• ‘Another nineteen had died, and a twentieth was left for dead on the day the ship sailed.’
      • ‘He's a bigger person than most people would be who were left for dead by their friends, their teammates.’
      • ‘In three years it'll be left for dead at the dump, leaking its own noxious brew into the soil.’
      • ‘He collapsed after reaching the top of Everest and was left for dead above 8000 metres by Sherpas.’
  • be left to oneself

    • 1Be alone or solitary.

      ‘left to himself he removed his shirt and tie’
      • ‘We knew we were lucky when Aaron was so happy to be left to himself, not only as a baby, but also as a toddler.’
      • ‘For this young person to be left to herself in a country so far away could only expose her to danger.’
      • ‘But if any would polish it, it is made dim, and truly if it be left to itself its clearness is withholden.’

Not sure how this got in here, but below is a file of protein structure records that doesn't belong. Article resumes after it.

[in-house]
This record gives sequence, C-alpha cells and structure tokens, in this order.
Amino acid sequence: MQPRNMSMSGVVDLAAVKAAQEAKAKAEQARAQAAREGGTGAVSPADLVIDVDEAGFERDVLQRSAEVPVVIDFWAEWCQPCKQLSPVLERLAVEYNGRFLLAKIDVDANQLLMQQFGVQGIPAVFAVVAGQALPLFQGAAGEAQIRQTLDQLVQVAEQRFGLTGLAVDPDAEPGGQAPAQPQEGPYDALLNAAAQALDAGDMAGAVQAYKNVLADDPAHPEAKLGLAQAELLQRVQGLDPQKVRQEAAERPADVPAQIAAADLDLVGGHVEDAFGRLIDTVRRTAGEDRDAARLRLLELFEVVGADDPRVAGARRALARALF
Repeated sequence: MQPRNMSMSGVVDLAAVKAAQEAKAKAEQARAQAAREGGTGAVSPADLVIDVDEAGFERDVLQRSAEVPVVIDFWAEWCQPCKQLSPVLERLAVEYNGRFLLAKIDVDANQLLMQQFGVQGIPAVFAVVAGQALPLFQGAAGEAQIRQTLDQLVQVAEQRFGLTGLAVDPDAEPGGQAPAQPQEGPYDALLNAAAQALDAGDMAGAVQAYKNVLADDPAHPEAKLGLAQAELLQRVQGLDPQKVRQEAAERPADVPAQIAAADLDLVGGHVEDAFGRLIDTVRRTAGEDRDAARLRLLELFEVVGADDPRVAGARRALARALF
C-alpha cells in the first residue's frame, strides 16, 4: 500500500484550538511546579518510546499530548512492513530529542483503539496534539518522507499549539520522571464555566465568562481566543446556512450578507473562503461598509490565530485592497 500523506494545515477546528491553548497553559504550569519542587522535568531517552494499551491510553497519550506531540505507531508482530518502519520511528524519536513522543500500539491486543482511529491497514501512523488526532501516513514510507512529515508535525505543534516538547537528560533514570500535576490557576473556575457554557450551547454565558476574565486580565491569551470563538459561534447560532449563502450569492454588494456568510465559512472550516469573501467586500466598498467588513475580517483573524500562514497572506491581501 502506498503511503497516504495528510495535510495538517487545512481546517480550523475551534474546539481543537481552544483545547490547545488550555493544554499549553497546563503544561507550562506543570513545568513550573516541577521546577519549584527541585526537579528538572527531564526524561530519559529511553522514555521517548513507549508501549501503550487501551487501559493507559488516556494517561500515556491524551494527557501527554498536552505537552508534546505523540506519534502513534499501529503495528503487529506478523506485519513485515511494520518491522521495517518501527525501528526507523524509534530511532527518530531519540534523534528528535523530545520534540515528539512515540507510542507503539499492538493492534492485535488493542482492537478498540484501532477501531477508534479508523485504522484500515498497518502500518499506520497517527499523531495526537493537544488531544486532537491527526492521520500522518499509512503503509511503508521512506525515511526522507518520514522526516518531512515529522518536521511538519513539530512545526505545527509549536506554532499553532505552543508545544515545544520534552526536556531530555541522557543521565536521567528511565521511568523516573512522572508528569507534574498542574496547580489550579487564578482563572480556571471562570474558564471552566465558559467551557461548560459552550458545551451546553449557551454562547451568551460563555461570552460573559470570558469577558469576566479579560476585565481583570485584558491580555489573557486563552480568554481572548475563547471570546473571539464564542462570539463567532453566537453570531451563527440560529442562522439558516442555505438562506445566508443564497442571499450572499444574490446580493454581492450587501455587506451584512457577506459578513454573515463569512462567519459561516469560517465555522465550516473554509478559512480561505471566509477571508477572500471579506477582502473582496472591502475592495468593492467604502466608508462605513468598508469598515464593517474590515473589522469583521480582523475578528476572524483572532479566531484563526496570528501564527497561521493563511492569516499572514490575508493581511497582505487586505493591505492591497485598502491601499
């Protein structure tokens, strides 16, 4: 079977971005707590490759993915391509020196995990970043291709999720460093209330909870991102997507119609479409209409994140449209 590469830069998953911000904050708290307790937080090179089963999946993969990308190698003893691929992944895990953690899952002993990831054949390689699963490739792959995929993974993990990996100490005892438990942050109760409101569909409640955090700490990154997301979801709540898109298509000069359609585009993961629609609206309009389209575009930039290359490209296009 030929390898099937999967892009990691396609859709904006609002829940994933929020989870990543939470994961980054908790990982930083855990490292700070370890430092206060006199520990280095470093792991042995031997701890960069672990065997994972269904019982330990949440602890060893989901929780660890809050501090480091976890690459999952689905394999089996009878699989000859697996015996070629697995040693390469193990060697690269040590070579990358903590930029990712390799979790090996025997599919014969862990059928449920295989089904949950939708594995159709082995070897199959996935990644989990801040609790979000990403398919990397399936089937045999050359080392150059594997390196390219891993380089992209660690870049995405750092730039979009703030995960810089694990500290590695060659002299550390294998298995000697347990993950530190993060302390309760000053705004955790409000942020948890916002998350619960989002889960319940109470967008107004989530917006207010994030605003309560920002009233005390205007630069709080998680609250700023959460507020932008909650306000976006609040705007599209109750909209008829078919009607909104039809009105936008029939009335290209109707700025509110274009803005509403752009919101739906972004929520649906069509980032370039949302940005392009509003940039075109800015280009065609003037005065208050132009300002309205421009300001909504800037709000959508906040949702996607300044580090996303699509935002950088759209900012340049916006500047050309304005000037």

• ‘Eventually my wife would join them and I'd be left to myself for as far as the tank of gas would take me.’
      • ‘The blessedness of this doctrine is that he shall not be left to himself nor suffered to perish.’
      • ‘In my mind, this person is worthless, does not deserve a single penny, and should be left to himself to die.’
      • ‘If a quarrelsome person is left to himself he will soon have nobody with which to quarrel.’
      • ‘All the conditions of line 6 are unfavourable, and its subject is left to himself without any helpers.’
      • ‘If that balance is somehow compromised, and the bike is left to itself, it will fall every time!’
      • ‘In the eastern forest region, if the grass be left to itself, small trees soon spring up in its midst.’
      1. 1.1Be allowed to do what one wants.
        ‘women, left to themselves, would make the world a beautiful place to live in’
        • ‘Many of us in high school or college read William Goldman's novel, Lord of the Flies, which depicts the triumph of evil when man is left to himself.’
        • ‘There is another haste that does often and will mislead the mind, if it be left to itself and its own conduct.’
        • ‘While I prefer to be left to myself, this was one time I wouldn't have minded a little interference.’